Bring the outside air in. And, not by leaving the door open. Geez, were you raised in a barn?
The air outside is generally fresher than the air in your home (unless you live in Los Angeles). The air in your home gets circulated over and over and over. Unless you have top-quality filtration in place, that air gets stale and full of particulates and pollutants.
Air exchangers do exactly what it sounds like – they exchange inside air for outside air. Only, they do it it through your HVAC system, so it gets filtered properly. It essentially feels the same way opening the windows makes you feel. Except in Minneapolis, we can only do that for about 3 weeks a year : )
Like with the rest of your HVAC system, we will come out and survey your home and ask some simple questions like – do your windows fog in the winter? Does your indoor air seem stagnant or stale? Do you just want to breathe fresher air? Then we will recommend one of six different types of air exchangers.
Out with the old and in with the new – Air.
Renewaire’s EV Series Energy Recovery Ventilators are an ideal solution for year round fresh air. Unlike HRVs (heat recovery ventilators), Renewaire ERVs quietly work to reduce any wintertime humidity without over-drying. They also provide fresh air in the spring and summer months without adding humidity. A convenient run time control gives you the flexibility to choose how much air you exchange per hour, from 10 to 100%.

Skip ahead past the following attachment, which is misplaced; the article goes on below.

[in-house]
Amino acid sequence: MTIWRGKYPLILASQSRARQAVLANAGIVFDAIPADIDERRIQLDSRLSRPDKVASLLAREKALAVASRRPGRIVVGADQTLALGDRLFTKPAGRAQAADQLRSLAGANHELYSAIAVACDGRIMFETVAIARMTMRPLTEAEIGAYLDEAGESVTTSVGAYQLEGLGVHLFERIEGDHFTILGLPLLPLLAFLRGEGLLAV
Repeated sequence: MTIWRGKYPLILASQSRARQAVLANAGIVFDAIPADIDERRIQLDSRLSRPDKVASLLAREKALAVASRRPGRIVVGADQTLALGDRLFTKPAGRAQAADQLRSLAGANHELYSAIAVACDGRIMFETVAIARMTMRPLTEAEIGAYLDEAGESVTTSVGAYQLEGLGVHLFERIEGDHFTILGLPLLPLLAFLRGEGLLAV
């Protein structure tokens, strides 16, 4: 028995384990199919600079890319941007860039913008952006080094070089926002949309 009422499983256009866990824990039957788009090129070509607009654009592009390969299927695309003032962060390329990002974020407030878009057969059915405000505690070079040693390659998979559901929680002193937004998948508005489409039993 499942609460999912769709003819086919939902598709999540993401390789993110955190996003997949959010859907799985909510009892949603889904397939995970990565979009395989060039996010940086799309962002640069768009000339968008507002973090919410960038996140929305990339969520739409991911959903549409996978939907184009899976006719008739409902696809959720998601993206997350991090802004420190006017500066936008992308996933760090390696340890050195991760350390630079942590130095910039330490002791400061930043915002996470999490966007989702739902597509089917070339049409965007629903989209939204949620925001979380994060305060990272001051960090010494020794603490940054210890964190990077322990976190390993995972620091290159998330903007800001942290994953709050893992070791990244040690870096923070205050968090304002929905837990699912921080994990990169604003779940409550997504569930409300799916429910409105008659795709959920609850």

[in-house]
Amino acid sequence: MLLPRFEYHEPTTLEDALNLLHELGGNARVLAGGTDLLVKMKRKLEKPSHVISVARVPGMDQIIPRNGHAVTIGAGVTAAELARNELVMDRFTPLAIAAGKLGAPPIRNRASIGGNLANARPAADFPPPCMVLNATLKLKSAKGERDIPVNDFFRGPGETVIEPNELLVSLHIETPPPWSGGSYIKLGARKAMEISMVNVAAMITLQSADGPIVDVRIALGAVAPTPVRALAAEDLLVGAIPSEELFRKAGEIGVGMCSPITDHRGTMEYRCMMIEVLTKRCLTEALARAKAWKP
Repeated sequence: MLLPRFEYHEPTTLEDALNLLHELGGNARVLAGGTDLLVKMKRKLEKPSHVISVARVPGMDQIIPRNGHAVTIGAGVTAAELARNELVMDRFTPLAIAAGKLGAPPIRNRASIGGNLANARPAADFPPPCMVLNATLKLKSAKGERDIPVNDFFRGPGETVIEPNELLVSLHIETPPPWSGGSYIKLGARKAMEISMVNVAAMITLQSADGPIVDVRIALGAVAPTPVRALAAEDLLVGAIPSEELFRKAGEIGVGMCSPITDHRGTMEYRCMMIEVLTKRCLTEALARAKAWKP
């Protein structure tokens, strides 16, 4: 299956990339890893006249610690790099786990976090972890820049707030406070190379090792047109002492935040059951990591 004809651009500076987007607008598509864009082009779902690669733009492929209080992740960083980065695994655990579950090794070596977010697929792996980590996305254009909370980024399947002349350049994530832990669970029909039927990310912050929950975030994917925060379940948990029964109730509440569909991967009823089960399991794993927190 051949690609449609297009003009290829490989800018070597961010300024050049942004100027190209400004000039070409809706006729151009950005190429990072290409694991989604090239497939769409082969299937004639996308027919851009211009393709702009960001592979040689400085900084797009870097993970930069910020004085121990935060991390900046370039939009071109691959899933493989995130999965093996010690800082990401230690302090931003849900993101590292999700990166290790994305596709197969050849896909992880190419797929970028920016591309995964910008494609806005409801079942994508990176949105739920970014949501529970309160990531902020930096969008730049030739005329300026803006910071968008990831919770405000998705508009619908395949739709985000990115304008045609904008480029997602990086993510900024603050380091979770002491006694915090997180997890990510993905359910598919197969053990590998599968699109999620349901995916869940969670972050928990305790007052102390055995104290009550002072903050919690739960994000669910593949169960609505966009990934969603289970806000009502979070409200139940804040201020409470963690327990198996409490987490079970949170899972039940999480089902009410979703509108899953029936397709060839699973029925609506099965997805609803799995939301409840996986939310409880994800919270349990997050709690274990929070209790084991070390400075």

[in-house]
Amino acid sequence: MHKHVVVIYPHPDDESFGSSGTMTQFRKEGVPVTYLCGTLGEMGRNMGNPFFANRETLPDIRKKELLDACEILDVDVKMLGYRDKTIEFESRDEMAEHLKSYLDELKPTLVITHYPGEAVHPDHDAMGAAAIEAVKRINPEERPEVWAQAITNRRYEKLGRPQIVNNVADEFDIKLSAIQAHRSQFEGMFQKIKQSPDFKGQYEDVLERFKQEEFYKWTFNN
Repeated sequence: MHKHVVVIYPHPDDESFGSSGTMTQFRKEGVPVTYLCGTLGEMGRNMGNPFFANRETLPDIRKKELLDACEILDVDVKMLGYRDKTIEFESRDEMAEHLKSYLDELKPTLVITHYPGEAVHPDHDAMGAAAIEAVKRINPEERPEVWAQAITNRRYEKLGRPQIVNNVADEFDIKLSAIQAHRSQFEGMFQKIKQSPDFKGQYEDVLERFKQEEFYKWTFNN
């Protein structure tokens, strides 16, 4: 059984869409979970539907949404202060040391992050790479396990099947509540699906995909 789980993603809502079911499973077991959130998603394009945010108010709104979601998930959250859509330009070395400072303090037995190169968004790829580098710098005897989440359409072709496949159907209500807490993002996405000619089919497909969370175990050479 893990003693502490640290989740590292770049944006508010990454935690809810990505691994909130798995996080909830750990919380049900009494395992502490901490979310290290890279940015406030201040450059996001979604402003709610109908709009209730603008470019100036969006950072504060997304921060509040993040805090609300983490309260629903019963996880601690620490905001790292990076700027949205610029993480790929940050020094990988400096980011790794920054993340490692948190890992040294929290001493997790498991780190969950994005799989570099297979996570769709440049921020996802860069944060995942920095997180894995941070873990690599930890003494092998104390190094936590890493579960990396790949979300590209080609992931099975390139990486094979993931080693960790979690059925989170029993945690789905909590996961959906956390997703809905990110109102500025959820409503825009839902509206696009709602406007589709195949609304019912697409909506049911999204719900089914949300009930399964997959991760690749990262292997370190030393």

Renewaire’s BR Series Energy Recovery Ventilators are designed for tight-fit installations. Like the EV Series, the BR series air exchangers are an ideal solution for year round fresh air exchange. These ERVs also work to reduce winter humidity without over-drying and provide fresh air in the spring and summer months without adding humidity. These models also have a run time control that allows you to set an hourly exchange rate from 10-100%.
Bryant’s Ventilator Plus Heat Recovery Ventilators are designed for wintertime air exchange. They’re an awesome solution for relieving excess humidity without wasting energy spent heating your home. Codes now require new homes to be built tighter than ever. Humidity in our homes increase by showering, washing dishes, doing laundry, etc. If your house is air tight, the humid air has nowhere to go unless you replace it with fresh, dry outdoor air.